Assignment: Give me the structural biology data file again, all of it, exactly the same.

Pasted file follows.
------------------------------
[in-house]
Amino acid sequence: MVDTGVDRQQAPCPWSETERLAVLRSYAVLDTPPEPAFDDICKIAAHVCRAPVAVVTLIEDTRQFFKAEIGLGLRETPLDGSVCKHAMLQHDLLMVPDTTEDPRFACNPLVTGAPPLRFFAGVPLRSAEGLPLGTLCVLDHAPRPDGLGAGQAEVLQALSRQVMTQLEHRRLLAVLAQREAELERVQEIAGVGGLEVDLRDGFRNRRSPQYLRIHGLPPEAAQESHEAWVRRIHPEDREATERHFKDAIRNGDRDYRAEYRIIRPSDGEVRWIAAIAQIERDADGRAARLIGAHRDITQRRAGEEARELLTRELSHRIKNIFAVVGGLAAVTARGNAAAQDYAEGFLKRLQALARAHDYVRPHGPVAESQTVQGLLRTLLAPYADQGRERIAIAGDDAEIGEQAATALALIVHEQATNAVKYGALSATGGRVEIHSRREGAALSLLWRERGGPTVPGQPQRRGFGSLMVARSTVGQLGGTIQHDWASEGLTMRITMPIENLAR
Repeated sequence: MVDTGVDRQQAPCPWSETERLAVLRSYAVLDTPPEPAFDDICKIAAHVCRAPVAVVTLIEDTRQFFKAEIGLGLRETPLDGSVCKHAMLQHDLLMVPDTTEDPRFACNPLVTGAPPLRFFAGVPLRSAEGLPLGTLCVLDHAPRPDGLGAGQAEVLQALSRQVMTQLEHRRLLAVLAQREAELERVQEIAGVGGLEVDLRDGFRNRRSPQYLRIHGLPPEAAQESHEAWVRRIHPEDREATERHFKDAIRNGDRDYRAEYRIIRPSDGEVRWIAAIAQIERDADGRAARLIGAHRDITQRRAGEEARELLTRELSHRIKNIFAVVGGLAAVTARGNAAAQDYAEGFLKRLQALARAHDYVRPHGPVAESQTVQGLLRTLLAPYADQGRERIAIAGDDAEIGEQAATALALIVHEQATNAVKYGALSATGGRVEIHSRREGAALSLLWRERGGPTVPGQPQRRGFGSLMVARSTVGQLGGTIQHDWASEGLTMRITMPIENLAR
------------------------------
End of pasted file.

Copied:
[in-house]
Amino acid sequence: MVDTGVDRQQAPCPWSETERLAVLRSYAVLDTPPEPAFDDICKIAAHVCRAPVAVVTLIEDTRQFFKAEIGLGLRETPLDGSVCKHAMLQHDLLMVPDTTEDPRFACNPLVTGAPPLRFFAGVPLRSAEGLPLGTLCVLDHAPRPDGLGAGQAEVLQALSRQVMTQLEHRRLLAVLAQREAELERVQEIAGVGGLEVDLRDGFRNRRSPQYLRIHGLPPEAAQESHEAWVRRIHPEDREATERHFKDAIRNGDRDYRAEYRIIRPSDGEVRWIAAIAQIERDADGRAARLIGAHRDITQRRAGEEARELLTRELSHRIKNIFAVVGGLAAVTARGNAAAQDYAEGFLKRLQALARAHDYVRPHGPVAESQTVQGLLRTLLAPYADQGRERIAIAGDDAEIGEQAATALALIVHEQATNAVKYGALSATGGRVEIHSRREGAALSLLWRERGGPTVPGQPQRRGFGSLMVARSTVGQLGGTIQHDWASEGLTMRITMPIENLAR
Repeated sequence: MVDTGVDRQQAPCPWSETERLAVLRSYAVLDTPPEPAFDDICKIAAHVCRAPVAVVTLIEDTRQFFKAEIGLGLRETPLDGSVCKHAMLQHDLLMVPDTTEDPRFACNPLVTGAPPLRFFAGVPLRSAEGLPLGTLCVLDHAPRPDGLGAGQAEVLQALSRQVMTQLEHRRLLAVLAQREAELERVQEIAGVGGLEVDLRDGFRNRRSPQYLRIHGLPPEAAQESHEAWVRRIHPEDREATERHFKDAIRNGDRDYRAEYRIIRPSDGEVRWIAAIAQIERDADGRAARLIGAHRDITQRRAGEEARELLTRELSHRIKNIFAVVGGLAAVTARGNAAAQDYAEGFLKRLQALARAHDYVRPHGPVAESQTVQGLLRTLLAPYADQGRERIAIAGDDAEIGEQAATALALIVHEQATNAVKYGALSATGGRVEIHSRREGAALSLLWRERGGPTVPGQPQRRGFGSLMVARSTVGQLGGTIQHDWASEGLTMRITMPIENLAR